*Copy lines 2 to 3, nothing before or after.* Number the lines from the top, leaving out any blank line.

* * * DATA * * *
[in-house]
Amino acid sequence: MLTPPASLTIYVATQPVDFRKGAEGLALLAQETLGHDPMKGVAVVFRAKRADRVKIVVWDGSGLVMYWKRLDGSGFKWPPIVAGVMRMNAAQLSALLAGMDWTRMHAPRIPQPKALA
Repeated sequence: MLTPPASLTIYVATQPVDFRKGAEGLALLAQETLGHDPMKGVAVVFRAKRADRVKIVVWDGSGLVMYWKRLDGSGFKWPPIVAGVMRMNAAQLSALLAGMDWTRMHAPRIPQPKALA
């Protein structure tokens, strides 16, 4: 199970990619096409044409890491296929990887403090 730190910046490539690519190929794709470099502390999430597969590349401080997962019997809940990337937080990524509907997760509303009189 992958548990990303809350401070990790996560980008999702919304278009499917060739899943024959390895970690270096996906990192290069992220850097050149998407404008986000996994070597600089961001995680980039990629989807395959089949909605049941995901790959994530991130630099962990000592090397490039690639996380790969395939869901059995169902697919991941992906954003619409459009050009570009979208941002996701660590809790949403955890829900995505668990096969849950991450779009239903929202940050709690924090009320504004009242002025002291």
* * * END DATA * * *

Amino acid sequence: MLTPPASLTIYVATQPVDFRKGAEGLALLAQETLGHDPMKGVAVVFRAKRADRVKIVVWDGSGLVMYWKRLDGSGFKWPPIVAGVMRMNAAQLSALLAGMDWTRMHAPRIPQPKALA
Repeated sequence: MLTPPASLTIYVATQPVDFRKGAEGLALLAQETLGHDPMKGVAVVFRAKRADRVKIVVWDGSGLVMYWKRLDGSGFKWPPIVAGVMRMNAAQLSALLAGMDWTRMHAPRIPQPKALA